TAH is one of 17 hospitals and clinics in Taipei participating in a program launched by the Ministry of Health and Welfare to promote the globalization of medical care services and the only to be officially certified as Muslim-friendly, according to Chi Yu-chiu from the city's health department.
In line with the goal of increasing the number of such institutions in the city, TAH will work with the city government to show other hospitals how to apply for certification, Chi said.
From 2014 to 2018, about 8,000 patients a year from Malaysia, Indonesia, Bangladesh, Pakistan and the Middle East visited medical institutions in Taipei, most of whom were Muslims, she said.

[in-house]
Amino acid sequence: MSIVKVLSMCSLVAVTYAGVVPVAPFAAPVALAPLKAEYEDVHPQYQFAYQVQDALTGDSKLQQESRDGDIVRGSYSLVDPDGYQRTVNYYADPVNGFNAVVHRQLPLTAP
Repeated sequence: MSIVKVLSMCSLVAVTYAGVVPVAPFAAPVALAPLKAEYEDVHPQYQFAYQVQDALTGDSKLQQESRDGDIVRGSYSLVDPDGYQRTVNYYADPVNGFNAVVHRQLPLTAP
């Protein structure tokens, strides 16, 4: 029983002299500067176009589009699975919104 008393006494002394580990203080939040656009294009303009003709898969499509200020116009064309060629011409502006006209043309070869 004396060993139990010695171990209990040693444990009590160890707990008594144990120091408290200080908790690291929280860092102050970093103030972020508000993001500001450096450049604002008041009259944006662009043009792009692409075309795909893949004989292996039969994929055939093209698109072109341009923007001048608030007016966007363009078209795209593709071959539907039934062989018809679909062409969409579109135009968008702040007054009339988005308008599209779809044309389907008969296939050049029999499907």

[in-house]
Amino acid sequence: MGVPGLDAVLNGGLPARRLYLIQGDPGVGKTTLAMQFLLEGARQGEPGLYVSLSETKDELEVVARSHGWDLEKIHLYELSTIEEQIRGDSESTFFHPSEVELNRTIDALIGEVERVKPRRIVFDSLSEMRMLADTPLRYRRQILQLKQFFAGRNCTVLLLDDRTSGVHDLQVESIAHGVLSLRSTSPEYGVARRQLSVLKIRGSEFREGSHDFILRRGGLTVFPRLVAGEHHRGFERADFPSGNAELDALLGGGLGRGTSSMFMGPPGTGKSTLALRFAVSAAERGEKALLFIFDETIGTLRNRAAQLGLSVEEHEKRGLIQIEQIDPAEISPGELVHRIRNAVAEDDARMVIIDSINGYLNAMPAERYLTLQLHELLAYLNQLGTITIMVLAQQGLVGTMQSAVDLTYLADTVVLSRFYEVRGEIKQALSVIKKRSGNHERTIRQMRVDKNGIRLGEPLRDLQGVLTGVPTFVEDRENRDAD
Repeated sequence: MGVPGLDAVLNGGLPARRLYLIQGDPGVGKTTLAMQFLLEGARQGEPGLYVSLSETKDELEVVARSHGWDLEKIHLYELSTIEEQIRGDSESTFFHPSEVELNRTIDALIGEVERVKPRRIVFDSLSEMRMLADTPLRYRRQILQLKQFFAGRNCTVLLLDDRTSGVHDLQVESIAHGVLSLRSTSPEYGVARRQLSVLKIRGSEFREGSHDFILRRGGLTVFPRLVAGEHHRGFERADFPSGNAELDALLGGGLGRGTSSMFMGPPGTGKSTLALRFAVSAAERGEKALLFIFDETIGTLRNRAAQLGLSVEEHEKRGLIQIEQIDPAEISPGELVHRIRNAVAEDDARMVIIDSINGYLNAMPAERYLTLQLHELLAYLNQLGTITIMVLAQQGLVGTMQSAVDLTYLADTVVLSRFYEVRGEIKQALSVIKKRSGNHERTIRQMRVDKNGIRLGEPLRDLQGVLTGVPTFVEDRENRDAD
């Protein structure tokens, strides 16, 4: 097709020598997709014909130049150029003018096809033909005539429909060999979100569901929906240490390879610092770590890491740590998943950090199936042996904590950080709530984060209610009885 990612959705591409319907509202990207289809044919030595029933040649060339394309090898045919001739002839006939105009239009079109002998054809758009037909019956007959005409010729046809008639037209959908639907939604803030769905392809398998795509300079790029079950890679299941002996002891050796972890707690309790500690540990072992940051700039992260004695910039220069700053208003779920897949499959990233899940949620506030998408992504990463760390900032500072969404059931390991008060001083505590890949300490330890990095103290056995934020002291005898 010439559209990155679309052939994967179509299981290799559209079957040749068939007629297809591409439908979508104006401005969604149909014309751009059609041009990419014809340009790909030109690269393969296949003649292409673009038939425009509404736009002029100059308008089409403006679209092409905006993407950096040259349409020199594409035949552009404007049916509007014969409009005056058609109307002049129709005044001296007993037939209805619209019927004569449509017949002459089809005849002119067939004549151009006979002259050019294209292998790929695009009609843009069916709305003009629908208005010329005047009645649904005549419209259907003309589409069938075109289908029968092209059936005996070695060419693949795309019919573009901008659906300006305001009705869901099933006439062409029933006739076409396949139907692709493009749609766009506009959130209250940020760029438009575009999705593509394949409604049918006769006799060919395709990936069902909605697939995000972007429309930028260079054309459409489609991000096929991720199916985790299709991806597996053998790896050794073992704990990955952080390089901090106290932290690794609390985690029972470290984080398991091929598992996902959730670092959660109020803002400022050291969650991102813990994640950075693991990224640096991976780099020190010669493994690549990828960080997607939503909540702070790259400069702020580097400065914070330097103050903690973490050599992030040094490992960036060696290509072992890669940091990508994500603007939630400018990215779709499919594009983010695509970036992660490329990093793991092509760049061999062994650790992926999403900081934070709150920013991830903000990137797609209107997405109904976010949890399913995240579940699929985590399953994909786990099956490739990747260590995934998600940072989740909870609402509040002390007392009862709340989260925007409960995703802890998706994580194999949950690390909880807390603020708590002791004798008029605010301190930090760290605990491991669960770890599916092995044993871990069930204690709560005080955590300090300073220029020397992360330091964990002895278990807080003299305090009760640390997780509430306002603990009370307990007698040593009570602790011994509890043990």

In addition, there are about 300,000 Muslims living in Taiwan who have potential medical care needs, she added.
In November 2018, TAH obtained certification from the Indonesian Council of Ulama, that country's main Islamic body, testifying food, drug and cosmetic products provided at the hospital to be Halal, according to the hospital's president, Huang Hui-ting.
Currently, more than 200 types of Halal-certified food items are available at the hospital, he said.
Also, the hospital's health check center has introduced Muslim prayer rooms equipped with Qurans, prayer rugs, and washing facilities, Huang added.
Taipei has been making a greater effort to promote itself as a Muslim-friendly city, including holding Eid-al-Fitr events, promoting halal certified restaurants, and introducing washing facilities at several Taipei Metro stations, according to the city government.